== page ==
The observable examined

Posts Tagged ‘science

Are humans unique?

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We have all interacted with animals, seen them at zoos, marveled at them (watching Nat Geo documentaries). If you are like me, you may have wondered whether they are programmed automatons (“fixed action patterns”) or alternately have a “rich” inner life (don’t accuse me of anthropomorphism just yet). I have always held they view that while animals are well adapted to survive their niches, they are able to do more than execute programmed actions.  Also, along the way, I have tired of the notion that “man was made in the image of God”, in the sense that humans are unique and special, given our extraordinary “cognitive” capacities. But then we humans have succumbed to “confirmation bias” by only looking at evidence that confirms this view (as in the tremendous achievements ranging from agriculture to space research). But we also need to review our history of violence and catalog our behaviors collectively as a species (witness terrorism, territoriality, in group/out group, biases, etc.,) and it becomes quickly evident that our “mental” apparatus has a lot in common with other species.

Frans de Waal argues, that this is indeed in the case, in his essay “What I learned from tickling apes” that appears in the NYTimes. Well worth a read. As always, I find it informative to also peruse the reader comments .

Space Hero

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My newest hero is Commander Chirs Hadfield.  What a man! I had never known or heard of him until about two days ago. I tuned in to one of my favorite radio shows, Fresh Air, and I caught Terri interviewing Commander Hadfield.  It was such a riveting interview. In it,the  Hadfield describes his space walk, tethered to the space ship, and orbiting the earth, with a glorious view of the earth on one side and the black quiet emptiness of space on the other,  at a breathtaking speed of about 17,500 miles per hour!  He is so brilliant, “lyrical”, and eloquent in describing his experiences as an astronaut.  I went back and listened to the whole interview again. You can find it   here .

Astronaut Chris Hadfield Brings Lessons From Space Down To Earth .

Ira Flatow also did an interview with him on Friday …

Chris Hadfield’s Lessons From Life in Orbit

and so did  Marco Weman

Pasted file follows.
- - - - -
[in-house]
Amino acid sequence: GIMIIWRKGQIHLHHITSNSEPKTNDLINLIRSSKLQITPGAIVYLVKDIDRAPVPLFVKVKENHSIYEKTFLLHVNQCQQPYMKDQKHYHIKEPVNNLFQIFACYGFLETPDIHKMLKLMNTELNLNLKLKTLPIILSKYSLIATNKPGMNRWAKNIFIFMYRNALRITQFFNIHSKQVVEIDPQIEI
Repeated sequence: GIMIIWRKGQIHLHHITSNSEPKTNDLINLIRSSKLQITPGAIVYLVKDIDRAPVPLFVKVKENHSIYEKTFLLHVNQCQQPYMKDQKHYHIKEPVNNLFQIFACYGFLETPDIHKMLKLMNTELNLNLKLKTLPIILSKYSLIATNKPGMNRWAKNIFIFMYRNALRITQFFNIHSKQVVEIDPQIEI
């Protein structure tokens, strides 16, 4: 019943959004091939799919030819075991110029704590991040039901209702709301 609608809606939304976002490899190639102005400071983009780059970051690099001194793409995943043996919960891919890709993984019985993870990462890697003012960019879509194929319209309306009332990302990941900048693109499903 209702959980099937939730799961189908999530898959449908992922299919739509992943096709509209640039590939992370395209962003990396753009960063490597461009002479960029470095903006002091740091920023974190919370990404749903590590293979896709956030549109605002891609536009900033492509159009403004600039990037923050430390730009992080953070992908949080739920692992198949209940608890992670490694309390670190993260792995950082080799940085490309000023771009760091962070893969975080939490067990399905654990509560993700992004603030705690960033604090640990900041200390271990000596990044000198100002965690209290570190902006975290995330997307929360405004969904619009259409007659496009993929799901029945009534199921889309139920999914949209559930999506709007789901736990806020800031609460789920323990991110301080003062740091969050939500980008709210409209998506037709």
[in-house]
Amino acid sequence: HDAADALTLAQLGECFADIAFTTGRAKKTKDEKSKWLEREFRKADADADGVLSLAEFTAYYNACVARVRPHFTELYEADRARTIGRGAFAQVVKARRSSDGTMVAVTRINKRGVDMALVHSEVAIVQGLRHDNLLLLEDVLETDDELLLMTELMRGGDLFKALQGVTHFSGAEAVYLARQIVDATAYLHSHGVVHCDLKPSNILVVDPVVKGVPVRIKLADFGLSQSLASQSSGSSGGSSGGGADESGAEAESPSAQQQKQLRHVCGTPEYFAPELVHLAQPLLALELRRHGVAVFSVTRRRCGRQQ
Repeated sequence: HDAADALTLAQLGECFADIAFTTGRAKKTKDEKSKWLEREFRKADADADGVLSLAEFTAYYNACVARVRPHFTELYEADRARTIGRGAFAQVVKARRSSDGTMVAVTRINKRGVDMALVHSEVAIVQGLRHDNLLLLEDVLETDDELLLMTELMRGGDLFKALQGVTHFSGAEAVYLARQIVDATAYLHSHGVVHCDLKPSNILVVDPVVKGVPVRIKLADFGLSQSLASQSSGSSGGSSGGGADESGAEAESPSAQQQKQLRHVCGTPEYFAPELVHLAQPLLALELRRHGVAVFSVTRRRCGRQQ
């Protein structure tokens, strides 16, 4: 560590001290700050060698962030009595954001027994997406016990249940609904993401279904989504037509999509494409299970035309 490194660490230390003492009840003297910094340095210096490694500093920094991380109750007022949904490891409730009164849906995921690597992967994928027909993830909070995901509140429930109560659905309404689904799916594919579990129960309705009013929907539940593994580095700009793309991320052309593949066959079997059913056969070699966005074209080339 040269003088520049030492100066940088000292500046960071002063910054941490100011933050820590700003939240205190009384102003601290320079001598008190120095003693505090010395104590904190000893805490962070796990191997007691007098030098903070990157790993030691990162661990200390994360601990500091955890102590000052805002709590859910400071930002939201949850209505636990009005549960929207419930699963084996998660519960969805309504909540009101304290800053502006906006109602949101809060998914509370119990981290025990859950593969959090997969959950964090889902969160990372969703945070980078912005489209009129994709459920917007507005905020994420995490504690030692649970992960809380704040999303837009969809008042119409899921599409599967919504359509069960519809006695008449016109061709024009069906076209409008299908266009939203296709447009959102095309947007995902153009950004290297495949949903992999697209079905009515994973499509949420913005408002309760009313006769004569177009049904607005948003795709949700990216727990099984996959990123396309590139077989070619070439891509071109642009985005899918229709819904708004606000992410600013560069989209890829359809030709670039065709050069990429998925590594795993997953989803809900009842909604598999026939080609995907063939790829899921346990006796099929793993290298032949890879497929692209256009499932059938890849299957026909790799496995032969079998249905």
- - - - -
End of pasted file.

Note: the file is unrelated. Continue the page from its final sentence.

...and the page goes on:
Astronaut Chris Hadfield shows childhood dreams can come true

All three interviews while similar have slightly different takes but well worth listening.

Here is a link to his  beautiful and moving rendition of David Bowie’s “Space Oddity” [18M+ hits ]

There is a lot more…on YouTube….tears in space, sleeping in space…etc., Entertaining and educational for kids and adults alike.

He is a complete package….astronaut, musician, scientist, guinea pig (NASA is studying bone density loss and recovery), author,  and a fantastic human being. A true role model…..I have ordered his book – An Astronaut’s Guide to Life on Earth. Can’t  wait to read what he has to say.






Written by asterix98

November 2, 2013 at 5:52 pm

Animal brains

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Over the weekend, I came across an interesting essay, on animal cognition. I loved the ending, where the author, Frans de Waal, an eminent primatologist, writes

“Aristotle’s ladder of nature is not just being flattened; it is being transformed into a bush with many branches. This is no insult to human superiority. It is long-overdue recognition that intelligent life is not something for us to seek in the outer reaches of space but is abundant right here on earth, under our noses.”

You can read the full article here  – The Brains of the Animal Kingdom . In this article, the author mainly showcases chimps, elephants, octopuses,etc., But recent research has shown birds can also hold their own. Here is a write up from Sir Richard Attenborough’s Life of Birds series – Bird brains. The lowly crow turns out to be really “smart”.

While there is sufficient food for thought in the article proper, I always visit the comments page. To me it is fascinating how the main purpose of the article is quickly lost and the conversation quickly degenerates into lame talk of political conspiracy, and other inane commentary. But then, we are the most intelligent species on the earth.



Written by asterix98

March 25, 2013 at 3:01 am

Elevatoring anyone?